HHhH: “Himmlers Hirn heisst Heydrich”, or “Himmler’s brain is called Heydrich”. The most dangerous man in Hitler’s cabinet, Reinhard Heydrich was known as the “Butcher of Prague.” He was feared by all and loathed by most. With his cold Aryan features and implacable cruelty, Heydrich seemed... show more
HHhH: “Himmlers Hirn heisst Heydrich”, or “Himmler’s brain is called Heydrich”. The most dangerous man in Hitler’s cabinet, Reinhard Heydrich was known as the “Butcher of Prague.” He was feared by all and loathed by most. With his cold Aryan features and implacable cruelty, Heydrich seemed indestructible—until two men, a Slovak and a Czech recruited by the British secret service, killed him in broad daylight on a bustling street in Prague, and thus changed the course of History. Who were these men, arguably two of the most discreet heroes of the twentieth century? In Laurent Binet’s captivating debut novel, we follow Jozef Gabćik and Jan Kubiš from their dramatic escape of Nazi-occupied Czechoslovakia to England; from their recruitment to their harrowing parachute drop into a war zone, from their stealth attack on Heydrich’s car to their own brutal death in the basement of a Prague church. A seemingly effortlessly blend of historical truth, personal memory, and Laurent Binet’s remarkable imagination, HHhH—an international bestseller and winner of the prestigious Prix Goncourt du Premier Roman—is a work at once thrilling and intellectually engrossing, a fast-paced novel of the Second World War that is also a profound meditation on the nature of writing and the debt we owe to history.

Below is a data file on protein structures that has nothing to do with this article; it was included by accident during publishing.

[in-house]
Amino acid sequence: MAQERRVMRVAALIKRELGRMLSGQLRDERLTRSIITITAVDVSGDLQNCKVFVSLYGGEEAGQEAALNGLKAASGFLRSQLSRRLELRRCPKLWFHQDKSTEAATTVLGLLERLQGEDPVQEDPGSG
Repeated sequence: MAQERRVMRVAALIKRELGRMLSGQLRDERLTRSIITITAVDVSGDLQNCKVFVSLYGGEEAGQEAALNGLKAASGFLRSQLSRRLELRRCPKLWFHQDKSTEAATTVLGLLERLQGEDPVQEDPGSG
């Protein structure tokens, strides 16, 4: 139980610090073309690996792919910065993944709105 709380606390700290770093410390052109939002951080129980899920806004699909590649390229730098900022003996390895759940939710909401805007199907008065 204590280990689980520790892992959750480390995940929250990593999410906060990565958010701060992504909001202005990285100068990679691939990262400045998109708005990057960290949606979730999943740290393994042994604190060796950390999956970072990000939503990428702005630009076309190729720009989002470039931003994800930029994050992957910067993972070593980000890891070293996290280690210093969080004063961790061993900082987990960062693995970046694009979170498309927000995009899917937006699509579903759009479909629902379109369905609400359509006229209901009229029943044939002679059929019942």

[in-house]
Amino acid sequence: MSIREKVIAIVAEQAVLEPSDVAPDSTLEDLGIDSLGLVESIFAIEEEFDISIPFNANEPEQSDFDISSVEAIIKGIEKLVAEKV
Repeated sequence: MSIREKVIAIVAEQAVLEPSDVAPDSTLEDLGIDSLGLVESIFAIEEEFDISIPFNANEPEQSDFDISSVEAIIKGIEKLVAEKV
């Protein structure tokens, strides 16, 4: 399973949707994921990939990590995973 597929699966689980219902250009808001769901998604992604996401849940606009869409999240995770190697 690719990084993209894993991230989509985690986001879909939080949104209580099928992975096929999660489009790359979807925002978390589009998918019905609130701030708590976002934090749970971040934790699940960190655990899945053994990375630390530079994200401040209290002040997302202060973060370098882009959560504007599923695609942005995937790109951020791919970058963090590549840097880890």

Publish date: April 24th 2012
Publisher: Farrar, Straus & Giroux
Pages no: 330
Edition language: English
Reinhard Heydrich..."the most dangerous man in the Third Reich, the Hangman of Prague, the Butcher, the Blond Beast, the Goat"....has an unenviable reputation of being one of the most vicious and ruthless Nazi thugs during the second world war. As well as being a master swordsman, an accomplished vi...
I really enjoyed this book. What I think liked most of all was the way in which Binet told history. It allowed the reader to get a more fuller understanding of what evidence is available on which the author is relying, and what is their own invention generate a compelling narrative. And it works. Th...
bookshelves: published-2009, paper-read, one-penny-wonder, nazi-related, prague, czech, historical-fiction, assassination, explosion, summer-2015, tbr-busting-2015, translation, wwii, biography, books-about-books-and-book-shops Read from December 11, 2012 to July 25, 2015 Description: We are in...
Literary critics will tell you that even nonfiction can be considered a kind of fiction. The author chooses what the share and what to hide. They create a story arc to engage their readers. Laurent Binet’s HHhH isn’t unusual, considered in that light. Still, any reader of historical nonfiction would...
I first heard about this novel through Hear...Read This! as one of their first selections and because the book sounded interesting. I had never heard about Reinhard Heydrich (may have heard his name his name in course of my history courses in university, but it never probably clicked in my head) an...
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